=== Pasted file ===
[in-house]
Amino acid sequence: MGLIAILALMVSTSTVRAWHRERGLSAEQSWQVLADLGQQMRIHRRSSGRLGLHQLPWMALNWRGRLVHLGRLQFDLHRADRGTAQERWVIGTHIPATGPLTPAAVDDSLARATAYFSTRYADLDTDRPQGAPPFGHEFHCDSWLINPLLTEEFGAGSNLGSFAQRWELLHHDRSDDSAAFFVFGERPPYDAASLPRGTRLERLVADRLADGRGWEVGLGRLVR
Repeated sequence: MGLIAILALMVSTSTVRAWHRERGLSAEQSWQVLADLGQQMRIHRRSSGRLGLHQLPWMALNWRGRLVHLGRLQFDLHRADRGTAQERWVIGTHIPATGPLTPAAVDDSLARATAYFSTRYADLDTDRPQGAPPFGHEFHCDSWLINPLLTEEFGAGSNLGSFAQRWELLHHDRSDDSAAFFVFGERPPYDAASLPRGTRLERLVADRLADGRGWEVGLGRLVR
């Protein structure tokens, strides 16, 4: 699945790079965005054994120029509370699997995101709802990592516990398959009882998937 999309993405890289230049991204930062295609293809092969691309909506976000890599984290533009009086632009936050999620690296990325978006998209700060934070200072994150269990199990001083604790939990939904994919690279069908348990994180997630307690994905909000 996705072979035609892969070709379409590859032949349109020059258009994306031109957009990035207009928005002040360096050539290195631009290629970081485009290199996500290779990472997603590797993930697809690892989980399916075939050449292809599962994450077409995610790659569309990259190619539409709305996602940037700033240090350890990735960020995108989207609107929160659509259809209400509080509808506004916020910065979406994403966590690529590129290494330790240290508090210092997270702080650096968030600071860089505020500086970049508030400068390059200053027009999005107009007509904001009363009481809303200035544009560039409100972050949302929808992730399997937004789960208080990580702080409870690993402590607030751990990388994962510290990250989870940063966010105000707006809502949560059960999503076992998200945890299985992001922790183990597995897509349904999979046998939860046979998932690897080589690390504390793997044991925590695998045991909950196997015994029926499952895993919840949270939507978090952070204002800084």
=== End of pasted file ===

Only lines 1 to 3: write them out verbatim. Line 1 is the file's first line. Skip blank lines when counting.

[in-house]
Amino acid sequence: MGLIAILALMVSTSTVRAWHRERGLSAEQSWQVLADLGQQMRIHRRSSGRLGLHQLPWMALNWRGRLVHLGRLQFDLHRADRGTAQERWVIGTHIPATGPLTPAAVDDSLARATAYFSTRYADLDTDRPQGAPPFGHEFHCDSWLINPLLTEEFGAGSNLGSFAQRWELLHHDRSDDSAAFFVFGERPPYDAASLPRGTRLERLVADRLADGRGWEVGLGRLVR
Repeated sequence: MGLIAILALMVSTSTVRAWHRERGLSAEQSWQVLADLGQQMRIHRRSSGRLGLHQLPWMALNWRGRLVHLGRLQFDLHRADRGTAQERWVIGTHIPATGPLTPAAVDDSLARATAYFSTRYADLDTDRPQGAPPFGHEFHCDSWLINPLLTEEFGAGSNLGSFAQRWELLHHDRSDDSAAFFVFGERPPYDAASLPRGTRLERLVADRLADGRGWEVGLGRLVR